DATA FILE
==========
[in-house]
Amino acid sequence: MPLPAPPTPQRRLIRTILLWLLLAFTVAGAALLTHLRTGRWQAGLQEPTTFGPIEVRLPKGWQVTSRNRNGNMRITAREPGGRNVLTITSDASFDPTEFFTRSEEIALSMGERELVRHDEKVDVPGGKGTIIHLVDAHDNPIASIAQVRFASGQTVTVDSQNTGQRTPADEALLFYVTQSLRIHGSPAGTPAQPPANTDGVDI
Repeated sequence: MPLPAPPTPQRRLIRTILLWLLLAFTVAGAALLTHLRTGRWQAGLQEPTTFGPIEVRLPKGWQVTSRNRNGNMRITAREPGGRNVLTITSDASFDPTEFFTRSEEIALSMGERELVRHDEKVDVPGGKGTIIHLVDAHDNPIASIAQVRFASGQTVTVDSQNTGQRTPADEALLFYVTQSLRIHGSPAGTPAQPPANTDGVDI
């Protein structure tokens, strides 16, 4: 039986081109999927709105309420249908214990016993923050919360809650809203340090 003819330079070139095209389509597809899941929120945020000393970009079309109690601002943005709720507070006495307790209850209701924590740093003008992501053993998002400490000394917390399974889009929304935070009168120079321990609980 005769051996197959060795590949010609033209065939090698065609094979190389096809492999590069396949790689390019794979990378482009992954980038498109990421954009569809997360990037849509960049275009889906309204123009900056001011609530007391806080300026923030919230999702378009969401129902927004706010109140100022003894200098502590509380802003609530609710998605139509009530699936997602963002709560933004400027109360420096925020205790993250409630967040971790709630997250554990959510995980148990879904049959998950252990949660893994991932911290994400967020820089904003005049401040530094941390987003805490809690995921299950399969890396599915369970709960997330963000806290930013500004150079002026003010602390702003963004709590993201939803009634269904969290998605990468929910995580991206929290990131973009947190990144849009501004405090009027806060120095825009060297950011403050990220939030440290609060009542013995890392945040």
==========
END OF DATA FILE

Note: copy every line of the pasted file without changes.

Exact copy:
[in-house]
Amino acid sequence: MPLPAPPTPQRRLIRTILLWLLLAFTVAGAALLTHLRTGRWQAGLQEPTTFGPIEVRLPKGWQVTSRNRNGNMRITAREPGGRNVLTITSDASFDPTEFFTRSEEIALSMGERELVRHDEKVDVPGGKGTIIHLVDAHDNPIASIAQVRFASGQTVTVDSQNTGQRTPADEALLFYVTQSLRIHGSPAGTPAQPPANTDGVDI
Repeated sequence: MPLPAPPTPQRRLIRTILLWLLLAFTVAGAALLTHLRTGRWQAGLQEPTTFGPIEVRLPKGWQVTSRNRNGNMRITAREPGGRNVLTITSDASFDPTEFFTRSEEIALSMGERELVRHDEKVDVPGGKGTIIHLVDAHDNPIASIAQVRFASGQTVTVDSQNTGQRTPADEALLFYVTQSLRIHGSPAGTPAQPPANTDGVDI
């Protein structure tokens, strides 16, 4: 039986081109999927709105309420249908214990016993923050919360809650809203340090 003819330079070139095209389509597809899941929120945020000393970009079309109690601002943005709720507070006495307790209850209701924590740093003008992501053993998002400490000394917390399974889009929304935070009168120079321990609980 005769051996197959060795590949010609033209065939090698065609094979190389096809492999590069396949790689390019794979990378482009992954980038498109990421954009569809997360990037849509960049275009889906309204123009900056001011609530007391806080300026923030919230999702378009969401129902927004706010109140100022003894200098502590509380802003609530609710998605139509009530699936997602963002709560933004400027109360420096925020205790993250409630967040971790709630997250554990959510995980148990879904049959998950252990949660893994991932911290994400967020820089904003005049401040530094941390987003805490809690995921299950399969890396599915369970709960997330963000806290930013500004150079002026003010602390702003963004709590993201939803009634269904969290998605990468929910995580991206929290990131973009947190990144849009501004405090009027806060120095825009060297950011403050990220939030440290609060009542013995890392945040």